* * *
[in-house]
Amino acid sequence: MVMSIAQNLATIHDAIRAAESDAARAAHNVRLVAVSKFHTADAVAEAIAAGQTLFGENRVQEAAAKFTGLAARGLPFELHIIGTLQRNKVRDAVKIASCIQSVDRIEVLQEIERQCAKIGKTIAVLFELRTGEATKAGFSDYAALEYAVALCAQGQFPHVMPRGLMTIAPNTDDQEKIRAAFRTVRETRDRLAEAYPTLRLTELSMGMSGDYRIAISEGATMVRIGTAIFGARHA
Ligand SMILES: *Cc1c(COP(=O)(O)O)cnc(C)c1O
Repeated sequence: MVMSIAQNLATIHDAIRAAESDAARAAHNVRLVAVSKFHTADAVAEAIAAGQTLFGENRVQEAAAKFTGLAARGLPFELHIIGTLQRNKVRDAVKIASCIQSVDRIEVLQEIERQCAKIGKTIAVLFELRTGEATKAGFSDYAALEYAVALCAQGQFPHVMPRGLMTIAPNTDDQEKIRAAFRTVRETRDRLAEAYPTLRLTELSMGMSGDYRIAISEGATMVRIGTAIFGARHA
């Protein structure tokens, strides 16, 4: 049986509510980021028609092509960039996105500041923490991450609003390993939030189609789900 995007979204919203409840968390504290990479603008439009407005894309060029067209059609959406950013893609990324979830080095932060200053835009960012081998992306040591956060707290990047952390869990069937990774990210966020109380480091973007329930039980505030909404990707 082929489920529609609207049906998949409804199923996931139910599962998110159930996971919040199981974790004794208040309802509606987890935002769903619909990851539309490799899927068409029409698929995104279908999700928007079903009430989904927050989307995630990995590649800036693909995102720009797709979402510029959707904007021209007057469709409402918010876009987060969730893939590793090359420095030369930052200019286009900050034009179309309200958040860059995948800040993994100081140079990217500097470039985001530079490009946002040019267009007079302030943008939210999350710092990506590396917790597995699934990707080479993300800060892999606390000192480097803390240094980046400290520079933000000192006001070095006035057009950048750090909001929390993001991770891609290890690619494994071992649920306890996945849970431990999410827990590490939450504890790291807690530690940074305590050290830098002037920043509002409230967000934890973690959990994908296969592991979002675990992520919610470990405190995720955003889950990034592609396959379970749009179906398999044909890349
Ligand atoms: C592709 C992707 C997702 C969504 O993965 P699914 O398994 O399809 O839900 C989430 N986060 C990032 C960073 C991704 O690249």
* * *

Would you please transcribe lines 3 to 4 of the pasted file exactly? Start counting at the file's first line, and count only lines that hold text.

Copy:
Ligand SMILES: *Cc1c(COP(=O)(O)O)cnc(C)c1O
Repeated sequence: MVMSIAQNLATIHDAIRAAESDAARAAHNVRLVAVSKFHTADAVAEAIAAGQTLFGENRVQEAAAKFTGLAARGLPFELHIIGTLQRNKVRDAVKIASCIQSVDRIEVLQEIERQCAKIGKTIAVLFELRTGEATKAGFSDYAALEYAVALCAQGQFPHVMPRGLMTIAPNTDDQEKIRAAFRTVRETRDRLAEAYPTLRLTELSMGMSGDYRIAISEGATMVRIGTAIFGARHA